Friday, February 24, 2012

Southern Charm

Did you know Southern charm is an inheritable trait? My son must have received this trait from his Southern Grandfather. Now, I will admit honey works better than vinegar with me. My son knows this so he continues to call me, his sweet, sweet Momma. "Sweet, sweet Momma, can you make this for dinner?" "Sweet, sweet Momma, can I play the DS?" He even tries for extra points with, "I want to hold sweet, sweet Momma's hand." I will admit I try to be strong and not fold but wouldn't you if someone is calling you sweet? I guess I could change the blog's name to Sweet, sweet Momma but then I would feel old.
In celebration of my son's birthday, I wanted to make him one of his favorite dishes. He loves macaroni and cheese in the blue box. I refuse to make it. I will buy it since it is a dish my oldest daughter likes to cook. She adds tuna fish when she makes it.
I have made this dish several times before and it taste a lot better than the blue box. It is perfect for a weeknight. I know all the ingredients and there is no unknown orange powder going into the meal. The original recipe calls for elbow macaroni but I used Campanelle pasta to be fancy. You didn't realize macaroni and cheese could be fancy, huh? Also, I doubled the original recipe to feed six people as a meal.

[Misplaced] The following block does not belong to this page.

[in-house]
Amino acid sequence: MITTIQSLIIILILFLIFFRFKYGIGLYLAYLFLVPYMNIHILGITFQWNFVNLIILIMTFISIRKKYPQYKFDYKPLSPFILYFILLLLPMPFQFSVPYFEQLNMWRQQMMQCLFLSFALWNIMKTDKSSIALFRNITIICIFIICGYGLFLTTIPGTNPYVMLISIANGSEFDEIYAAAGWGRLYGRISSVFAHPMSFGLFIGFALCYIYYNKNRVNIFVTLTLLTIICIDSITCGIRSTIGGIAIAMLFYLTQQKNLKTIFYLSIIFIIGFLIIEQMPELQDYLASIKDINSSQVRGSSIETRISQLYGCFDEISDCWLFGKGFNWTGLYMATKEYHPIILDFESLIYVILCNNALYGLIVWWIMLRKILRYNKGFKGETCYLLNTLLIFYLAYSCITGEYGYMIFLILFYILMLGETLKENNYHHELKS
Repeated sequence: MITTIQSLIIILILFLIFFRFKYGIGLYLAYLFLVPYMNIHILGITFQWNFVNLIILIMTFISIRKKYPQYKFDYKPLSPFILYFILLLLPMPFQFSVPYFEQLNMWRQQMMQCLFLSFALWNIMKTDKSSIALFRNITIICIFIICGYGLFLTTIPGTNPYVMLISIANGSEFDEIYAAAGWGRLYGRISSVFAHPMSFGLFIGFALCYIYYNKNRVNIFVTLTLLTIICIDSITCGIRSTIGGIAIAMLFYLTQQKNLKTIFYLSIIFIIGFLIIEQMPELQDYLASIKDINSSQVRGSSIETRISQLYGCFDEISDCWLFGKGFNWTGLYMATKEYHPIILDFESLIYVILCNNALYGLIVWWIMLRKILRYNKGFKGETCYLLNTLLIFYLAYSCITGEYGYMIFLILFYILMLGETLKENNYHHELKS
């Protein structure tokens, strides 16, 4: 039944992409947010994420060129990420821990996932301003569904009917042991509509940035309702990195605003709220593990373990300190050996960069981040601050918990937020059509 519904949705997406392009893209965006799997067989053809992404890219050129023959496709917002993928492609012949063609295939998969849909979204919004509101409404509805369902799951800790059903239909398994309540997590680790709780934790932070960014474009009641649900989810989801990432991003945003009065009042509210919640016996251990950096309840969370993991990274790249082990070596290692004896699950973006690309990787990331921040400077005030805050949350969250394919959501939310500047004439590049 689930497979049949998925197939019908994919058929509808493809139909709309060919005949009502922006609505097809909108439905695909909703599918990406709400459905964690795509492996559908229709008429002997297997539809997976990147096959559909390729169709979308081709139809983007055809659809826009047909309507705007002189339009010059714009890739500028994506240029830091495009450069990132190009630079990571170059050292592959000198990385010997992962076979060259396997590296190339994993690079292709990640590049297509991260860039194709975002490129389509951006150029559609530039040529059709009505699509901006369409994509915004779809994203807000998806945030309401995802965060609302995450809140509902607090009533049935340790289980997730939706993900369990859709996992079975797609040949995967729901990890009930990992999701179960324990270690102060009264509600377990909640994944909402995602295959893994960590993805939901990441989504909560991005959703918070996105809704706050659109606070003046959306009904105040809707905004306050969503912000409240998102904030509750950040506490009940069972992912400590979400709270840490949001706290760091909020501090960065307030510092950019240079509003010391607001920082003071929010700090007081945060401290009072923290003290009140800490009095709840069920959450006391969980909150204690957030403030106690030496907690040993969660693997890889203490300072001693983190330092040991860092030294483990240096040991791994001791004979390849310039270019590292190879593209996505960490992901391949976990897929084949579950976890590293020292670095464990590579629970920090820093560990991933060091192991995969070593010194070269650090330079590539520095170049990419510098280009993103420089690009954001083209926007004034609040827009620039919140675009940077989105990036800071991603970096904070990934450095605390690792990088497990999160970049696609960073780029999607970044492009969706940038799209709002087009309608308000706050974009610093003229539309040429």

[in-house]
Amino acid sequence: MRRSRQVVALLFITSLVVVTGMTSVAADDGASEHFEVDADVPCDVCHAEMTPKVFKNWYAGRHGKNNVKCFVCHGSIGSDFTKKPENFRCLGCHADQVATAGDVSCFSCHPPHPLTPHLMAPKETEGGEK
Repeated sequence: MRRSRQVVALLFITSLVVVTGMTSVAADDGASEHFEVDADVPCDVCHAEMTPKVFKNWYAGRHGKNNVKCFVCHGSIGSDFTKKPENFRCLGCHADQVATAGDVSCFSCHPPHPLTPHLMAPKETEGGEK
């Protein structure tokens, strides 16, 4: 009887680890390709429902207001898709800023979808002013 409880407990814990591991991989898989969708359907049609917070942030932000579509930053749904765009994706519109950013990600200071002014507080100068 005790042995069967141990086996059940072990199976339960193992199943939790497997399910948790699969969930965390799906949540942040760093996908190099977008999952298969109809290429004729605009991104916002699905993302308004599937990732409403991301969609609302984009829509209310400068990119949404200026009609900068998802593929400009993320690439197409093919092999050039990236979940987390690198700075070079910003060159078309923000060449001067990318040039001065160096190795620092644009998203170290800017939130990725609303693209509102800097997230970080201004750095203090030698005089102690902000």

Stove Top Mac-n-Cheese

1 lb  Campanelle pasta
7 Tbsp of butter, unsalted
4 eggs
12 oz evaporated milk, 2%
1 tsp hot sauce
2 tsp salt
1/2 tsp black pepper
12 oz. sharp cheddar cheese, shredded

  1. In a large pot, cook the pasta according to the package directions to al dente.
  2. Drain the pasta and add it back to the pot.
  3. Add the butter and allow the butter to melt. Toss to coat the pasta. 
  4. In a small bowl, whisk the eggs, milk, hot sauce, salt, and pepper.
  5. Stir the egg mixture into the pasta.
  6. Add the cheese and stir.
  7. Over low heat, stir the pasta for about 3 minutes or until the mixture is creamy.
Recipe adapted from Alton Brown.
Did you already know........
-The Italian word campanelle means bells.
-Campanelle pasta is a fluted, hollow pasta with a ruffled edge.
-Other substitutes for campanelle are gigli, riccioli, fusilli, ziti, etc.
-Check out the National Pasta Association link for even more unusual shapes of pasta.

1 comment:

  1. Sweet sweet macaroni and cheese! Now who can resist a name like that for a meal?